For the Record: Zayn’s ‘Nobody is Listening’

Audrey Morrison, Staff Reporter

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In For The Record, Audrey Morrison talks new albums, concerts, and more. (Graphic by Ellen Chadwick)

Most of us know that Zayn’s 3rd album: Nobody is Listening, was recently released on January 15, 2021. But that’s the extent of the conversation circling it has been about. Even my most die-hard, 1-D and Zayn fans have been surprisingly quiet about this seemingly monumental moment. Ever since Icarus Falls in 2018, fans have been begging Zayn to release new music. Now he has, and it seems as if Zayn has predicted the future: nobody is listening. 

Following Icarus Falls, Zayn’s long and winding road through fame, insecurity, and opulence, there was an expectation of greatness for its descendant. Fans were willing, I think, to ignore its mediocrity just to hear his sweet, sweet voice after years of abandonment. What Icarus Falls lacked in musical prowess, it made up for in poetic accomplishment and down-to-earth (excuse the pun) grit. 

And before that there was one: Mind of Mine, Zayn’s first solo album released in 2016. A masterpiece by all accounts. Equal parts tenacious and fleetingly open. Mind of Mine was the perfect representation of Zayn after he left 1 Direction – aggressively pursuing a unique sound that would separate his boyband phase from himself as an artist. There’s really nothing bad I can say about this album. To this day, “INTERMISSION: fLoWer” by Zayn is one of the most beautiful songs I have ever heard. And this is coming from a reformed, apologetic, 1-D cynic. I only wish I felt the same about Nobody is Listening.

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Zayn’s ‘Nobody is Listening.’ (Photo via RCA Records)

The opening track, “Calamity,” starts with a synth reminiscent of Rex Orange County’s “Stressed Out.” That is to say: it was a bit clichéd and outdated. His spoken word was akin to slam poetry without the slam and grime without the beat. And honest to god I hoped I would love it (I mean, how could you not love the voice of a man who looks like Zayn does). -But without the personality, without his far-reaching strides for perspective: it simply fell flat. Zayn’s individuality – his individual sound is what makes him so entirely special and praise-worthy. That’s why it’s not really worth talking about most of the songs on the album.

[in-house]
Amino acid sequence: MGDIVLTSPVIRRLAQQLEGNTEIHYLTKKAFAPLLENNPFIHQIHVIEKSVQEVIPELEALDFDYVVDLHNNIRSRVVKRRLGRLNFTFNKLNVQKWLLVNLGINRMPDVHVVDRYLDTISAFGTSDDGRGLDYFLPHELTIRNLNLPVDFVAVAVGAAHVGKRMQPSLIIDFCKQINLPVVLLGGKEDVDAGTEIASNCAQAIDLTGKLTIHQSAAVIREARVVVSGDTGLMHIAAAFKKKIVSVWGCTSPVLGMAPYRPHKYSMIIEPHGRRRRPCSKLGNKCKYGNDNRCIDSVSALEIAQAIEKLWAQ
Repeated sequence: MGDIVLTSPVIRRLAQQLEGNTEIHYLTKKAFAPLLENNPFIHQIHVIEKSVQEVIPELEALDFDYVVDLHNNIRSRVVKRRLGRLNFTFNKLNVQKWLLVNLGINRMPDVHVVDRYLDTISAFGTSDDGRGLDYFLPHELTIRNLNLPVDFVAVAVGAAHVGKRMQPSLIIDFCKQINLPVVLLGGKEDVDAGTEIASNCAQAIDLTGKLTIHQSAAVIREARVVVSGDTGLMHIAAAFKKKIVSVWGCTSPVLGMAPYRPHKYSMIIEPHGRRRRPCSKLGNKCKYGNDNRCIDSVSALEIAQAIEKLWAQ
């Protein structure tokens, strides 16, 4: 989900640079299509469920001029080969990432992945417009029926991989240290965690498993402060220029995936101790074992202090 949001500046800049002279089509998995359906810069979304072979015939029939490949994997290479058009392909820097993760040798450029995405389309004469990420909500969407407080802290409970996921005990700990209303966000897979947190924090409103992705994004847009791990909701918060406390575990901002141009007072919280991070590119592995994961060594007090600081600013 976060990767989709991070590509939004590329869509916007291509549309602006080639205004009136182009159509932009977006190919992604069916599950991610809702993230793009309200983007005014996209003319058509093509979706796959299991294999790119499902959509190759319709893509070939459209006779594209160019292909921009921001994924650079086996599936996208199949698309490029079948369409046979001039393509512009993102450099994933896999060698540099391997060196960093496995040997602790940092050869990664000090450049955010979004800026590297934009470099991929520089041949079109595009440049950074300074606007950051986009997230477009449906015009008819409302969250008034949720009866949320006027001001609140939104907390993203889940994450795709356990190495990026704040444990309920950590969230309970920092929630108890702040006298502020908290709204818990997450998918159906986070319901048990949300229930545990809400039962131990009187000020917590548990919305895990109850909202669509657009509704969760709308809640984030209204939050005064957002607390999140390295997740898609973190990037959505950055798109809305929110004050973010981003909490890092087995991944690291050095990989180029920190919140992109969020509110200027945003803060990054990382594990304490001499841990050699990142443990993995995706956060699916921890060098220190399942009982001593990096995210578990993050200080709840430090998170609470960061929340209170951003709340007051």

To be fair, the album itself is easy to listen to, it has some good beats, it shows off some of his vocal skill. But it has absolutely no personality. You could tell me this album is by Charlie Puth, Nick Jonas, Justin Bieber (as Pitchfork likened to his sound), or any singer of the like and I wouldn’t bat an eye. 

Zayn’s debut album paid homage to his Pakistani roots, featured a song in Urdu, brought light to the many facets of his connection with Britain, his family, the people he loved, and the people he desired. While Nobody is Listening also included some Urdu lyricism, it seems it was haplessly thrown in with a hackneyed drum machine and a few acoustic guitar chords.

All of his poeticism, although straightforward and a bit obvious, was lost on this album. To make an R&B album (that’s the best I can classify Nobody is Listening as) you don’t need to sacrifice artistry for rhythm. Often, they go hand-in-hand. One of the best R&B songs, “Lovers Rock” by Sade, is love and verse at its finest. 

“I am in the wilderness

You are in the music

In the man’s car next to me

Somewhere in my sadness

I know I won’t fall apart completely”

If Zayn had kept the same themes within the album: the appreciation he feels for the woman he loves, the sadness and emptiness nostalgia imparts upon him, his paranoia and dissolution from fame, while changing the tone: sincere, ruminating, anything other than his dissonant cockiness which goes against every affirmation of love he’s trying to express. Without complete sincerity, R&B is reduced to a good beat and vapidity. I just think that Zayn has to fine-tune some of the ingredients: the lyricism, cadence, context, and his recipe will be perfect.